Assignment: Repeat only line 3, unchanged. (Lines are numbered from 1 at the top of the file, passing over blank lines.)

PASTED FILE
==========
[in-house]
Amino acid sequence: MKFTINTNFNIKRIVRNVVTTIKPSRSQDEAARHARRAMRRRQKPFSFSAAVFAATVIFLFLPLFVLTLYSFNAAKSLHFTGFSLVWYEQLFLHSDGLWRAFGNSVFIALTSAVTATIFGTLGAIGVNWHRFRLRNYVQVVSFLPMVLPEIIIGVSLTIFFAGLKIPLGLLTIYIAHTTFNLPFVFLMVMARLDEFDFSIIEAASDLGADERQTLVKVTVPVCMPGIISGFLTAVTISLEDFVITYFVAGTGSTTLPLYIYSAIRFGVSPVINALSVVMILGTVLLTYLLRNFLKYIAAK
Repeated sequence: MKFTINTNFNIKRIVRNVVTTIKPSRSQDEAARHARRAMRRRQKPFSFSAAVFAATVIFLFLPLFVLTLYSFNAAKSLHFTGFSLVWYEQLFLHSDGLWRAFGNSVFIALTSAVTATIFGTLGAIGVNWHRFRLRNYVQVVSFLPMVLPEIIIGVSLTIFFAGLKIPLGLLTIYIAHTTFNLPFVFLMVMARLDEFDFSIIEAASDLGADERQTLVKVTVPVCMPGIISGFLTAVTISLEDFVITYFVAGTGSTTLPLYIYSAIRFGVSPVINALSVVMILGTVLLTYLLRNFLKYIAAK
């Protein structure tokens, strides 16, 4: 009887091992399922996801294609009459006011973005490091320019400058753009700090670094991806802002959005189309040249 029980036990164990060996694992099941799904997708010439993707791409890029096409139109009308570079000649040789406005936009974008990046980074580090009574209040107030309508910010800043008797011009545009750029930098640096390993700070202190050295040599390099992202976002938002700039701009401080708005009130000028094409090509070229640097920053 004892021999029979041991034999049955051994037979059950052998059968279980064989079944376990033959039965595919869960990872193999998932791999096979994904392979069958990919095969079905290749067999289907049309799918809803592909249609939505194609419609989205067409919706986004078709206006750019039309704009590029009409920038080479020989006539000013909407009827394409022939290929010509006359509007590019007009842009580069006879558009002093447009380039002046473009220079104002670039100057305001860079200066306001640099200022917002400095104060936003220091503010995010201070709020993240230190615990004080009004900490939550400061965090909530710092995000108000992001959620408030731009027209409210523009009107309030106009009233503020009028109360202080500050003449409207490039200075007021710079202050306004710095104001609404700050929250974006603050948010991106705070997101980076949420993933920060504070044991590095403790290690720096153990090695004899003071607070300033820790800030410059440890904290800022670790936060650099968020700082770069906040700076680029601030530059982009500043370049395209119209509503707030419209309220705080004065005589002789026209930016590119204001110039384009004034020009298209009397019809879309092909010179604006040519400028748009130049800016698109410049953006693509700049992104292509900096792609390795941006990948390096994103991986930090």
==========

Repeated sequence: MKFTINTNFNIKRIVRNVVTTIKPSRSQDEAARHARRAMRRRQKPFSFSAAVFAATVIFLFLPLFVLTLYSFNAAKSLHFTGFSLVWYEQLFLHSDGLWRAFGNSVFIALTSAVTATIFGTLGAIGVNWHRFRLRNYVQVVSFLPMVLPEIIIGVSLTIFFAGLKIPLGLLTIYIAHTTFNLPFVFLMVMARLDEFDFSIIEAASDLGADERQTLVKVTVPVCMPGIISGFLTAVTISLEDFVITYFVAGTGSTTLPLYIYSAIRFGVSPVINALSVVMILGTVLLTYLLRNFLKYIAAK